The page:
It’s interesting how things swing back and forth: fads, trends, convictions, loyalties. No, I’m not talking about politics — despite the changeability of its practitioners, that’s one thing that seems to remain relatively stable amongst the majority of us hoi polloi. (I made a major change back in the early ’80s, but that was mostly just when I really started to think for myself instead of listening to other people.)

No, what I’m talking about is gadgets. For a couple of decades — from the early ’90s onward, all the office geeks* were hung up on PDAs. There were major debates about operating systems, models (Palm, Zaurus, Windows CE, et. al.) and much virtual blood was shed on innumerable bulletin boards, listservs, and the early blogs over the vital statistics of each geek’s fave mistress of the moment.

Then smart phones appeared, and the RIM v. Nokia v. Palm and so forth began. The BlackBerry was (and still appears to be) on top, and then the iPhone came along and changed the stakes. Who knows where that will end up, now that Google has entered the game?

But a small group of us have been drifting away from the PDA, either partially or completely, gravitating back to the original digitally-manipulated data system: pencil (or pen) and paper. This schism has created a new class of obsessive that I refer to as the Notegeek, and a large subclass known as the MolePeople, or Molegeeks.

We are the notebook people. We are those who have come to understand that paper is portable, lightweight, versatile and oddly satisfying to make marks on. Yes, it can be erased… but not easily. With a bit of organization the marks can be ordered and reasonably reviewable. They are durable — far more so than flash memory or even optical storage — inexpensive, and when they run out of memory you simply replace the whole system for a few bucks and you’re up and running again. The ink’s a lot cheaper, too.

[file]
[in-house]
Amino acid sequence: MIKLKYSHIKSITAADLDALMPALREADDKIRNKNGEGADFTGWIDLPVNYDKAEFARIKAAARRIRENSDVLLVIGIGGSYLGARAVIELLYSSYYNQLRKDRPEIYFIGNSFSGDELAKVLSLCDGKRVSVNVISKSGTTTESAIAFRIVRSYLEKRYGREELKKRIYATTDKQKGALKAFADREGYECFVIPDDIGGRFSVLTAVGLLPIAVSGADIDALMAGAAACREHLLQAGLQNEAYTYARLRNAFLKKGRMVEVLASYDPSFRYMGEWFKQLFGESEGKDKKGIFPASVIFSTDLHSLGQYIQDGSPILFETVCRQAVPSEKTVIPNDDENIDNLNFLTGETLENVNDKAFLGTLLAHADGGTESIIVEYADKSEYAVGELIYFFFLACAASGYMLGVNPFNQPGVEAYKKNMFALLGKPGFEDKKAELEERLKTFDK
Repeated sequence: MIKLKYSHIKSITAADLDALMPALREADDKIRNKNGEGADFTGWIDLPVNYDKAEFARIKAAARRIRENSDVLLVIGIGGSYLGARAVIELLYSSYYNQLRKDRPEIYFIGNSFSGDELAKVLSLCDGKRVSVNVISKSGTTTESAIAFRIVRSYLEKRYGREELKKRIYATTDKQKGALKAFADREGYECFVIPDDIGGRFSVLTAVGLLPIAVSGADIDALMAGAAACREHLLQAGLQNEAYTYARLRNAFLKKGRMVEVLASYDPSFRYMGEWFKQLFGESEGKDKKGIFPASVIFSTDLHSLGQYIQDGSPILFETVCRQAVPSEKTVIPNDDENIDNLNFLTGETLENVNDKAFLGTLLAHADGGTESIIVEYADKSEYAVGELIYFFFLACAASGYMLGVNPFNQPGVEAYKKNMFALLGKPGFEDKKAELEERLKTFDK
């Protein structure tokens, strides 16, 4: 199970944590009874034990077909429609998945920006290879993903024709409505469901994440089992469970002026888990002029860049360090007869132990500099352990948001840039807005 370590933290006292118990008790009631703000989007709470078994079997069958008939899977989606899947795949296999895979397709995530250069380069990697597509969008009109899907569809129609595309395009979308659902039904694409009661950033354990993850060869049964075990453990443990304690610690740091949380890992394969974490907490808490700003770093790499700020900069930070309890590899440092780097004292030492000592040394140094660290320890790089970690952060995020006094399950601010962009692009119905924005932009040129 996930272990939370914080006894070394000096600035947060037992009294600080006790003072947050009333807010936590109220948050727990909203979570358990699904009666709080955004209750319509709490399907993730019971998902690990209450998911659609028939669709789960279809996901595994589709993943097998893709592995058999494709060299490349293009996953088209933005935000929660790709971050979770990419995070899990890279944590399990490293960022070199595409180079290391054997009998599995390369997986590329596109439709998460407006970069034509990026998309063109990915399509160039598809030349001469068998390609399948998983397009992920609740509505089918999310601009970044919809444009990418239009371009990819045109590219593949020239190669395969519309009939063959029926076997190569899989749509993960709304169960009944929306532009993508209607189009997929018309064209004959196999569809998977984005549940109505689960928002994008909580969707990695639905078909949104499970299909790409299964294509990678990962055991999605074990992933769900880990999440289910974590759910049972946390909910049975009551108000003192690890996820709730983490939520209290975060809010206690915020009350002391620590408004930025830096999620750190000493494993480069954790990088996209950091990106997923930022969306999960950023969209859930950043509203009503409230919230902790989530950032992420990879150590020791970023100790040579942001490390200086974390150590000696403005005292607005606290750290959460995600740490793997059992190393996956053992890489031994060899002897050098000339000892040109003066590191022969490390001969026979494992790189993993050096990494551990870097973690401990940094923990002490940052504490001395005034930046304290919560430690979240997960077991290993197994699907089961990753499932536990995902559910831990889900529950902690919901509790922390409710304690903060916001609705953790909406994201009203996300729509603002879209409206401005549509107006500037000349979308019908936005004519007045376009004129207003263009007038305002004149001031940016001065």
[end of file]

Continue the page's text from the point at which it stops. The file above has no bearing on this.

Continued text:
Digitally-Manipulated Personal Information Manager
Digitally-Manipulated Personal Information Managers

With the proper choice of materials, notebooks are also a good deal more weatherproof than the average mini-computer. They get wet, they dry out. You spill your latte, you live with the stains. (Some folks even call that “character.”) You drop it in the sand at the beach, or someone drips all over it, no problem about the salt water — more character. And so on. Backing them up is time-consuming — but rarely really necessary — and although they can be lost, same as a PDA, people rarely steal them (except, perhaps, for divorce lawyers, who are also hell on hard drives and email accounts).

Notegeeks and MolePeople (among whom I count myself) understand the truth about notes: that they rarely serve any purpose over long periods, and that it really doesn’t matter if they’re readily to hand once their purpose has been served. We find that our notebooks, especially our beloved Moleskines, are always ready, require no batteries, and allow us to record information far more whimiscally than can be accomplished by text alone. Since we have our phones for communication and photographs, we are well-equipped and (it seems to me) far less harried than the average guy wrestling with his Crackberry. We also find it easier to take notes on the phone, since we feel no need to hold the notebooks to our ears.

Versatile. Cheap. Satisfying. Aesthetically pleasing. Customizable. Able to leap tall buildings in a single bound. Who needs an iPhone? I’ve got my Moleskine. Of course, all you Chipgeeks will disagree, but then that’s what makes a geek geeky — that conviction that perfection is just around the corner and she’s hot on its trail.

And you get to buy all those cool pens, too, and those neat little pencils with caps that have sharpeners built in, and…


*I use “geek” in the sense of anyone with a preoccupation verging on the abnormal, not in reference to specifics like programmers and people who bite the heads off chickens (the original meaning).